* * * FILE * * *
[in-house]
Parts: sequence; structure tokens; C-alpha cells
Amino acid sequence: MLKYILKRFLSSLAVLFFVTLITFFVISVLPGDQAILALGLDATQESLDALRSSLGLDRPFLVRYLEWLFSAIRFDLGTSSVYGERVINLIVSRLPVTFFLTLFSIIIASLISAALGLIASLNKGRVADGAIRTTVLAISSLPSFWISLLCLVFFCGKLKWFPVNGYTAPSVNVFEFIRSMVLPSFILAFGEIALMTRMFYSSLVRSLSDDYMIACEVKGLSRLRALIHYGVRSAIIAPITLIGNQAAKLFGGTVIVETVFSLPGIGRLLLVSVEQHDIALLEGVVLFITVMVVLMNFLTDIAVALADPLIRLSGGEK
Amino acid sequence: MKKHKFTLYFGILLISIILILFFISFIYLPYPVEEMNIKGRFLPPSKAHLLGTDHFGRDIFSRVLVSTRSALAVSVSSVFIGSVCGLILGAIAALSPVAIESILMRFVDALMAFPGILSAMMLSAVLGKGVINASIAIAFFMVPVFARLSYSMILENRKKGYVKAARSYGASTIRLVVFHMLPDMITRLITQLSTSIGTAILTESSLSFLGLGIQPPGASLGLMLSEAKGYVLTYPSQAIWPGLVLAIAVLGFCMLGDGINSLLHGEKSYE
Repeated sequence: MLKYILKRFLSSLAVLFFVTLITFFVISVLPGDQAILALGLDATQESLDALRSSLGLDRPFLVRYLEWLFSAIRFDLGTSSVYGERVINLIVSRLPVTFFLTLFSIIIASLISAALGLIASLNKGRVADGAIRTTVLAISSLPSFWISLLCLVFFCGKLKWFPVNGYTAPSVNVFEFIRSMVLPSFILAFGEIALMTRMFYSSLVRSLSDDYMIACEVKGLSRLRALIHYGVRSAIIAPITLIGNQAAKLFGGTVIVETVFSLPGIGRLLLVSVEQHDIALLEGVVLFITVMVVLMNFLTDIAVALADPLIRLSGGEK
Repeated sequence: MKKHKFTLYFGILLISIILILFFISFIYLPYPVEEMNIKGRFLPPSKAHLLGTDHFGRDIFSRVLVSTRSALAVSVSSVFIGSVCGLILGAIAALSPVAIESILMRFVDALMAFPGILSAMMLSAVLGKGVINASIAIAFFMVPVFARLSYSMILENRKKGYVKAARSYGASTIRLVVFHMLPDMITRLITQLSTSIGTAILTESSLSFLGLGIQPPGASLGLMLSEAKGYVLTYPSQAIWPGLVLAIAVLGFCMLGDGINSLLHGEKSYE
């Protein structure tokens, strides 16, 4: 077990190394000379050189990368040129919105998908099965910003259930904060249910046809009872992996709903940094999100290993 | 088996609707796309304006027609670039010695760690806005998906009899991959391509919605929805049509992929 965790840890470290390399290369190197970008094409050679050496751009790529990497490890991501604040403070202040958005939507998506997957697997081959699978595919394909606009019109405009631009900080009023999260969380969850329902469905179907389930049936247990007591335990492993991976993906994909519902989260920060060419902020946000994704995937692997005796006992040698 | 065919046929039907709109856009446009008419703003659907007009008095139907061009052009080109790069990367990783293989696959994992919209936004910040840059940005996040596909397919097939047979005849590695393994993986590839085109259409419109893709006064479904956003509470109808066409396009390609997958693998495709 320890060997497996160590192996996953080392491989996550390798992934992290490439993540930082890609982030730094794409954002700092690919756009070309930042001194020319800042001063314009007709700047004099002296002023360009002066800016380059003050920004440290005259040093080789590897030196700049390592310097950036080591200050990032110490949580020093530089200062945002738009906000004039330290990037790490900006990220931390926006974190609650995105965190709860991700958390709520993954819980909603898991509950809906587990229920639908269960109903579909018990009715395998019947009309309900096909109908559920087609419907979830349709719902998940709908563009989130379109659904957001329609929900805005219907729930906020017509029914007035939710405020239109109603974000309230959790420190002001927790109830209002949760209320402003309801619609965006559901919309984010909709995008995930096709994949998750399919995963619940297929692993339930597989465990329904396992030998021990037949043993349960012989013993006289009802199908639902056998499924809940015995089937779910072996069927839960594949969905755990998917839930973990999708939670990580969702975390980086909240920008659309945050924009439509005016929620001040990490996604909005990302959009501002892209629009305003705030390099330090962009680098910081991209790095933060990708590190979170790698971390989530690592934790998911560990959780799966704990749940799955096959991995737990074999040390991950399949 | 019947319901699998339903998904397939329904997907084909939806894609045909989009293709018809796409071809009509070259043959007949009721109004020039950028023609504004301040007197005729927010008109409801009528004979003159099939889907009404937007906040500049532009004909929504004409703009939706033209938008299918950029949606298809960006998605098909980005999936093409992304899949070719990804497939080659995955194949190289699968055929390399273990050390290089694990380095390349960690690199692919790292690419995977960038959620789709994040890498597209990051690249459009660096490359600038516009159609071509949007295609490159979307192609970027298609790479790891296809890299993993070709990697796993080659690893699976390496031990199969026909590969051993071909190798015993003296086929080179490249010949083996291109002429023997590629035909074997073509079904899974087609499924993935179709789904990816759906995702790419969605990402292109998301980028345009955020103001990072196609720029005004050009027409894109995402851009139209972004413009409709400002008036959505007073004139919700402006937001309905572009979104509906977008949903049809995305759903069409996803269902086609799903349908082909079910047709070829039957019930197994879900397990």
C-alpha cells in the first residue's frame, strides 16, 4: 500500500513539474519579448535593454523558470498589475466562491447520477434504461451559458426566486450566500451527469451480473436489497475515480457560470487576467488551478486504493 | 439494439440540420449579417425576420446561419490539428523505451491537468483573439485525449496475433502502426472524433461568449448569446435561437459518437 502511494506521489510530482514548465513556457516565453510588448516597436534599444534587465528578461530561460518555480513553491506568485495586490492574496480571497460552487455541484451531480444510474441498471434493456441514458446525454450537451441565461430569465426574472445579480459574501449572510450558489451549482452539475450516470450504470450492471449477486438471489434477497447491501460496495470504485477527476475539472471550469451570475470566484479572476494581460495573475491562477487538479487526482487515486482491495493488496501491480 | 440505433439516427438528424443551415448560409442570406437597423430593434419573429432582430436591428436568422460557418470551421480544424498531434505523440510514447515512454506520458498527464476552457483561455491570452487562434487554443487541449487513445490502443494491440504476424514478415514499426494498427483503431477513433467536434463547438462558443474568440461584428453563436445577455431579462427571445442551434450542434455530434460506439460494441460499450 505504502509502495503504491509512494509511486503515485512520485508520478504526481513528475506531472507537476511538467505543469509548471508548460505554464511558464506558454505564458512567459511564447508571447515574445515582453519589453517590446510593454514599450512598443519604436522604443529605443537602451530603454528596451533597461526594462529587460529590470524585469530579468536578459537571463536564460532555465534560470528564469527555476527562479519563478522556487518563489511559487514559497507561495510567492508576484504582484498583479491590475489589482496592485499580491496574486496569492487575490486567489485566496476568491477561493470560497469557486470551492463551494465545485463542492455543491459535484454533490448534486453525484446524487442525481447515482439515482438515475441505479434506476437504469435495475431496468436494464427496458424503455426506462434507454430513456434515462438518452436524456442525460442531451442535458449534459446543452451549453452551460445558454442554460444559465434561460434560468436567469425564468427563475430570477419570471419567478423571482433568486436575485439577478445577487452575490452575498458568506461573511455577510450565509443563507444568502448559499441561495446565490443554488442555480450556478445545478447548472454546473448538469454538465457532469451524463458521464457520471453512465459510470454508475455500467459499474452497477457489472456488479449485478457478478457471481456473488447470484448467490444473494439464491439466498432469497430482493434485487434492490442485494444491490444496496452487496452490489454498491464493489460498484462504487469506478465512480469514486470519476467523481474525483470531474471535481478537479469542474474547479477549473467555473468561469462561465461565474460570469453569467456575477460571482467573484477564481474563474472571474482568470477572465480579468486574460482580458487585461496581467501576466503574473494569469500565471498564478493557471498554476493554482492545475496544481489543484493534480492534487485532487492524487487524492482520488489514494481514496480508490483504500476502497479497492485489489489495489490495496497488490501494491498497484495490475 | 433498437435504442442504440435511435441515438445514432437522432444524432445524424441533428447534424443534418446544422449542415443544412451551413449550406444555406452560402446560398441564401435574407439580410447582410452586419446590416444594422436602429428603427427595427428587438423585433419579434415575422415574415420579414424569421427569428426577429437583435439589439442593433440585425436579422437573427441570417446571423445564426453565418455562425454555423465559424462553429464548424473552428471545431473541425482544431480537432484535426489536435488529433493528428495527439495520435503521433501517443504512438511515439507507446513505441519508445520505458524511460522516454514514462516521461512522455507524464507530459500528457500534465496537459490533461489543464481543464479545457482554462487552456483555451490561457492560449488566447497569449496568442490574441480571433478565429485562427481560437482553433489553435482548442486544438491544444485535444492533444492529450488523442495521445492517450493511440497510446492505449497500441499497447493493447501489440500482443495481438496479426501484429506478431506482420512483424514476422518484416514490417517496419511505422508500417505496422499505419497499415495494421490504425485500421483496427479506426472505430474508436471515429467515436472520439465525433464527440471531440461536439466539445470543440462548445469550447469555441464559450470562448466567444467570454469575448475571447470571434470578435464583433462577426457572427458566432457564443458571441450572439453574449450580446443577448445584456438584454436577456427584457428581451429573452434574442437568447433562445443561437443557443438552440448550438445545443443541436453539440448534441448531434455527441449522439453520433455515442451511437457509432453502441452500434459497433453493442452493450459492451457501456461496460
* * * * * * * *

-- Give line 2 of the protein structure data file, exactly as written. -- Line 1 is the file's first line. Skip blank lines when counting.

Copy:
Parts: sequence; structure tokens; C-alpha cells